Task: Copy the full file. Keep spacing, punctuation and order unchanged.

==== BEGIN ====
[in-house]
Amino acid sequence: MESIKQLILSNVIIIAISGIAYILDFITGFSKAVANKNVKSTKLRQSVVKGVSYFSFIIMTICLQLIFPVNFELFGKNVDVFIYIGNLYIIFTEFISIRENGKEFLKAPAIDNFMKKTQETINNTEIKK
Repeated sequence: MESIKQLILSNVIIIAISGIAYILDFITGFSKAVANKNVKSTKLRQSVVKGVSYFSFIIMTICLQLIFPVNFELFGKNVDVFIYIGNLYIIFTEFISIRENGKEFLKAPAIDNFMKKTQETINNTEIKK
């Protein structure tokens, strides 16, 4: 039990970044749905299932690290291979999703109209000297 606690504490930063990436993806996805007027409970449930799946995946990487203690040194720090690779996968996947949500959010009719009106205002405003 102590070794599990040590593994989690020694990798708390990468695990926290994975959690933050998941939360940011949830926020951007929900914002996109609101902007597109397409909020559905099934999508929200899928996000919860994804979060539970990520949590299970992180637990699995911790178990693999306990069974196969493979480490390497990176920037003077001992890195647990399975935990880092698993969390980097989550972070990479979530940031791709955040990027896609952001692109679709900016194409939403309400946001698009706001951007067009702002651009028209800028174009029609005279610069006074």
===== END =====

[in-house]
Amino acid sequence: MESIKQLILSNVIIIAISGIAYILDFITGFSKAVANKNVKSTKLRQSVVKGVSYFSFIIMTICLQLIFPVNFELFGKNVDVFIYIGNLYIIFTEFISIRENGKEFLKAPAIDNFMKKTQETINNTEIKK
Repeated sequence: MESIKQLILSNVIIIAISGIAYILDFITGFSKAVANKNVKSTKLRQSVVKGVSYFSFIIMTICLQLIFPVNFELFGKNVDVFIYIGNLYIIFTEFISIRENGKEFLKAPAIDNFMKKTQETINNTEIKK
């Protein structure tokens, strides 16, 4: 039990970044749905299932690290291979999703109209000297 606690504490930063990436993806996805007027409970449930799946995946990487203690040194720090690779996968996947949500959010009719009106205002405003 102590070794599990040590593994989690020694990798708390990468695990926290994975959690933050998941939360940011949830926020951007929900914002996109609101902007597109397409909020559905099934999508929200899928996000919860994804979060539970990520949590299970992180637990699995911790178990693999306990069974196969493979480490390497990176920037003077001992890195647990399975935990880092698993969390980097989550972070990479979530940031791709955040990027896609952001692109679709900016194409939403309400946001698009706001951007067009702002651009028209800028174009029609005279610069006074």